A 2019 study that Casper co-authored showed Asian carp have caused a significant decline of native fish in the Mississippi over the past 20 years. Silver and bighead carp are planktivores, and these voracious feeders can outcompete sport fish like yellow perch and bluegil,l and culinary favorites like catfish. The carp “starves out” other species, eating up their food supply and taking over their breeding grounds.
As a part of a long-term monitoring project, the researchers sampled sections of the Mississippi and Illinois Rivers in Illinois. They found silver carp populations grew exponentially from 2000 through 2010. It is not yet known what the effects will be in the Great Lakes, but researchers from the Illinois Natural History Survey have found enough evidence to be worried about the ecosystems.
“Theoretically if carp get in in high numbers, they may have a bigger impact on the Great Lakes, a less productive ecosystem than the Mississippi,” said John Chick, a freshwater ecologist at the Illinois Natural History Survey and co-author on the 2019 study as well as the new paper. “We think — we hope — it will be harder for carp to reproduce in the lake itself, because they look for the rise in water. But let’s not take the risk.”
Integrated pest management, where constant pressures are applied year-round, is considered one of the best management practices to slow the further spread of silver and bighead carp to the Great Lakes. The National Park Service has partnered with local and state agencies to slow the spread of carp and are actively monitoring the presence of carp while investigating removal techniques. An electric barrier was installed in the upper Illinois River in an attempt to prevent the spread of carp to Lake Michigan. The Illinois Department of Natural Resources has also deployed fisherman to collect carp with nets to slow their numbers.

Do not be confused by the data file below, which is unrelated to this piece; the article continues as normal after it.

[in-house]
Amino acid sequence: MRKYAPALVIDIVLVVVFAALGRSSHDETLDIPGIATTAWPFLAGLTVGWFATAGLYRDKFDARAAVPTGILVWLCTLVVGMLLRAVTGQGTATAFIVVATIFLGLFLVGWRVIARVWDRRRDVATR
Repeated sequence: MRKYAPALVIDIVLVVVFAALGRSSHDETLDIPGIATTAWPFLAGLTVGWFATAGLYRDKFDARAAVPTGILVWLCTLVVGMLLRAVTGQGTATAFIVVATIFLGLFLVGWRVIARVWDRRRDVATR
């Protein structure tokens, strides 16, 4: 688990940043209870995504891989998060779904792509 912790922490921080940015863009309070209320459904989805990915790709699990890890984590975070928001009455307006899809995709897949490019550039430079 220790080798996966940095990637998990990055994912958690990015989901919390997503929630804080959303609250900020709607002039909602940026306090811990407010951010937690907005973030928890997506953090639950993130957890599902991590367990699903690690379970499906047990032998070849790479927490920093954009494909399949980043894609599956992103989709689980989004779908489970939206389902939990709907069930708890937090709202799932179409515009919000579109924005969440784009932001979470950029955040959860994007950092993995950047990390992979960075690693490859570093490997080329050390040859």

But ultimately, the best way to keep carp at bay is to keep them out. “The best we can do in a lot of situations is protect what we have left,” said Casper. “We don’t want to lose all our native species. Once they’re in, they aren’t coming out."
University of Manitoba Bannatyne and National Microbiology Laboratory
Stories like this send a chill right up my spine. Invasive species are devastating, and oh so hard to get rid of once they’ve arrived. The fact that fishing the carp and putting up electric barriers at the entrance of lakes has been less-than-ideally helpful in this case shows how difficult they are to stop. Where did they originally come from? (I’m assuming from somewhere in Asia from reading the name and article, but I wonder where exactly these destructive fish are native, and what those habitats look like in terms of diversity)?
Olivia Box responds:
The fish are from Asia and dwell in flood pulse rivers as well, making them well-suited for the Mississippi. I definitely agree with you – the more that is known about how these fish invade, the more effectively scientists and managers can slow the spread.